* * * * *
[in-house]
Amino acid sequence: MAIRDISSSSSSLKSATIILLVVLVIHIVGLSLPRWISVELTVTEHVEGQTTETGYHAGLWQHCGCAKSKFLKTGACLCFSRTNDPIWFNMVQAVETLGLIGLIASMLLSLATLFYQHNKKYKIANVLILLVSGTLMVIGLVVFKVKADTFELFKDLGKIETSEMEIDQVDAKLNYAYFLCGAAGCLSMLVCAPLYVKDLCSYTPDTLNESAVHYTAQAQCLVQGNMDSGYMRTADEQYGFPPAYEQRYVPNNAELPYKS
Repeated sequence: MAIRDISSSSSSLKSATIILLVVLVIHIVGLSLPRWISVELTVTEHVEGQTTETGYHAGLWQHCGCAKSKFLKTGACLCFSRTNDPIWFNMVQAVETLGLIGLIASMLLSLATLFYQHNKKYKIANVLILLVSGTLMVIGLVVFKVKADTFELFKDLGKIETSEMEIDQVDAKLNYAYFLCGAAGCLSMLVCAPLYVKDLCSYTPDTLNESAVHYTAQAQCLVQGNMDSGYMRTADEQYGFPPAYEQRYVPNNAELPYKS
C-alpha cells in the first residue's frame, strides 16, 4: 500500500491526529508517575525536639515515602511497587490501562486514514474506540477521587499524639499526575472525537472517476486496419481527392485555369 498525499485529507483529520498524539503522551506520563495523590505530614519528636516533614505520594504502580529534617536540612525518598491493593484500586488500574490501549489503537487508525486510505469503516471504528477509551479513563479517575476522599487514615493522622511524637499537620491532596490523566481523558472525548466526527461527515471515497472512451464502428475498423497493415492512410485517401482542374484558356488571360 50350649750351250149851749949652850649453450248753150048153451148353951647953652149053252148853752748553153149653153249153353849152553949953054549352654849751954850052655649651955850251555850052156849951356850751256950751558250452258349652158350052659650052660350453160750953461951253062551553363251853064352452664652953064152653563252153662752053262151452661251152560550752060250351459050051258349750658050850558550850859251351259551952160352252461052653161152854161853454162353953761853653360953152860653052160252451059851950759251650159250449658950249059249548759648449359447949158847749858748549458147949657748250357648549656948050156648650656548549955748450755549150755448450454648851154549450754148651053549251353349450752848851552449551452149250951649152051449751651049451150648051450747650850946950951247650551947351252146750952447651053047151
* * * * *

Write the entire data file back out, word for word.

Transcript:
[in-house]
Amino acid sequence: MAIRDISSSSSSLKSATIILLVVLVIHIVGLSLPRWISVELTVTEHVEGQTTETGYHAGLWQHCGCAKSKFLKTGACLCFSRTNDPIWFNMVQAVETLGLIGLIASMLLSLATLFYQHNKKYKIANVLILLVSGTLMVIGLVVFKVKADTFELFKDLGKIETSEMEIDQVDAKLNYAYFLCGAAGCLSMLVCAPLYVKDLCSYTPDTLNESAVHYTAQAQCLVQGNMDSGYMRTADEQYGFPPAYEQRYVPNNAELPYKS
Repeated sequence: MAIRDISSSSSSLKSATIILLVVLVIHIVGLSLPRWISVELTVTEHVEGQTTETGYHAGLWQHCGCAKSKFLKTGACLCFSRTNDPIWFNMVQAVETLGLIGLIASMLLSLATLFYQHNKKYKIANVLILLVSGTLMVIGLVVFKVKADTFELFKDLGKIETSEMEIDQVDAKLNYAYFLCGAAGCLSMLVCAPLYVKDLCSYTPDTLNESAVHYTAQAQCLVQGNMDSGYMRTADEQYGFPPAYEQRYVPNNAELPYKS
C-alpha cells in the first residue's frame, strides 16, 4: 500500500491526529508517575525536639515515602511497587490501562486514514474506540477521587499524639499526575472525537472517476486496419481527392485555369 498525499485529507483529520498524539503522551506520563495523590505530614519528636516533614505520594504502580529534617536540612525518598491493593484500586488500574490501549489503537487508525486510505469503516471504528477509551479513563479517575476522599487514615493522622511524637499537620491532596490523566481523558472525548466526527461527515471515497472512451464502428475498423497493415492512410485517401482542374484558356488571360 50350649750351250149851749949652850649453450248753150048153451148353951647953652149053252148853752748553153149653153249153353849152553949953054549352654849751954850052655649651955850251555850052156849951356850751256950751558250452258349652158350052659650052660350453160750953461951253062551553363251853064352452664652953064152653563252153662752053262151452661251152560550752060250351459050051258349750658050850558550850859251351259551952160352252461052653161152854161853454162353953761853653360953152860653052160252451059851950759251650159250449658950249059249548759648449359447949158847749858748549458147949657748250357648549656948050156648650656548549955748450755549150755448450454648851154549450754148651053549251353349450752848851552449551452149250951649152051449751651049451150648051450747650850946950951247650551947351252146750952447651053047151